• If in a multi-story building, don't try to exit; instead, move away from the outer walls/windows. Do not use elevators.
• If in a kitchen or room with a gas stove, turn it off as soon as possible and take cover.
• If in a bed, stay there and use a pillow to shield your head.
• If outside, stay away from buildings, utility wires, sewers, and gas stations if you're outside. Avoid being knocked over by getting low and staying there until the shaking stops.
• If in a car, pull over to the side of the road as swiftly and safely as possible, keeping an eye out for electrical poles/wires and under/overpasses. Set the emergency brake once the car has come to a complete stop.
• Do not hurry for the exit if you are in a crowded indoor location, such as a shopping mall, store, stadium or theatre. Keep a safe distance from anything that might fall on you. To protect your head and face from falling debris and glass, use anything solid you have on hand. If stead, stay in your seat or crawl under it. When the tremors have subsided, slowly approach the door.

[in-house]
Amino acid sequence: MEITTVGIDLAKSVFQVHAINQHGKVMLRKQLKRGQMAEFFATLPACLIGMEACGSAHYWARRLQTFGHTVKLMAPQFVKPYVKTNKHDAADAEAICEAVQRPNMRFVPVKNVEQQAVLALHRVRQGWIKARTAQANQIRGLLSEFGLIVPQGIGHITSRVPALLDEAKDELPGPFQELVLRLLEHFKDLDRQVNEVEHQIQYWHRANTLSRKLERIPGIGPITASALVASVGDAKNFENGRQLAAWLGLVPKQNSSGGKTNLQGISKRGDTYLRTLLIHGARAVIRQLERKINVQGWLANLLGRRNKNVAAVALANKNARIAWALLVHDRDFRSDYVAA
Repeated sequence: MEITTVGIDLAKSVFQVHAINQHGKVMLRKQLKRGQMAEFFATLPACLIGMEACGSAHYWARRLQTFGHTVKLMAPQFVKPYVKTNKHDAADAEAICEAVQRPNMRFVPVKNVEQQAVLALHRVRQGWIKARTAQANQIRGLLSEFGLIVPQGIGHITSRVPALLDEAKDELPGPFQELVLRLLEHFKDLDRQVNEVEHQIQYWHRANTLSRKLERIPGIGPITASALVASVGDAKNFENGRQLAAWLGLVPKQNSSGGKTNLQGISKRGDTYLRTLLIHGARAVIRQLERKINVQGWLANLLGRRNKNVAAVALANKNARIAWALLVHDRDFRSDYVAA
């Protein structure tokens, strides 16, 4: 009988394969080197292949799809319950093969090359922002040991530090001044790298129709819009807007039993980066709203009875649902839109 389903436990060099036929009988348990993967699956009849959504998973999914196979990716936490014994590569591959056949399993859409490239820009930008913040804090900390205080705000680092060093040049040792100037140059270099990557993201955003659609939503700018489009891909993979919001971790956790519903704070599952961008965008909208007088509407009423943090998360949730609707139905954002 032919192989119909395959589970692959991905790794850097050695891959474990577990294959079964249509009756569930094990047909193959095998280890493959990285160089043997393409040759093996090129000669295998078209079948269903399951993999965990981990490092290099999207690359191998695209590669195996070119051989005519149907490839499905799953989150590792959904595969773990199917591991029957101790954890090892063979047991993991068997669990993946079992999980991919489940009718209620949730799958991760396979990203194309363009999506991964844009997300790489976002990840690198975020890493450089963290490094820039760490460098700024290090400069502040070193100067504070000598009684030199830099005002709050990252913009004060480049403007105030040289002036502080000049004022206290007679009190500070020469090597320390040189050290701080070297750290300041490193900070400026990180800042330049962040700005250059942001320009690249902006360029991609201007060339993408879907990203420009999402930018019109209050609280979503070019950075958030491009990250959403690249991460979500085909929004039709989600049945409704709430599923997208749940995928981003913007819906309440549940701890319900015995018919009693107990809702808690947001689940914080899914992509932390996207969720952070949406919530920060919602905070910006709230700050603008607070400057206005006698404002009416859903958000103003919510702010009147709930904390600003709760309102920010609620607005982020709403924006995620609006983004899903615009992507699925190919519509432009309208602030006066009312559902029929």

After an Earthquake
Staff should wait a few seconds after the shaking stops before emerging from under a desk or another safe location. Everyone in a building, whether it's an office or a residence, should then quickly make their way to an outdoor area where a roll call can be held. If the stairwell in a multi-story structure is destroyed, employees should not attempt to descend. Staff should not attempt to negotiate through dangerous blockades such as rubble, sharp metal or glass, or live electric line if exits are blocked. Instead, they should remain where they are and cover their mouth and nose with a wet cloth.
If employees are trapped, they should be told not to light a match since gas lines may have broken, causing a fire. They should cover their mouth and nose with a piece of clothing and avoid kicking up dust. People who are trapped should tap on a pipe or a wall so that rescuers can locate them. Whistling and tapping are more effective than shouting since shouting consumes too much energy over time and can result in harmful dust inhalation.
Aftershocks should be expected if the earthquake is strong, and employees should follow the same protocols in aftershocks as described above keeping in mind that structures may have been compromised by the first quake.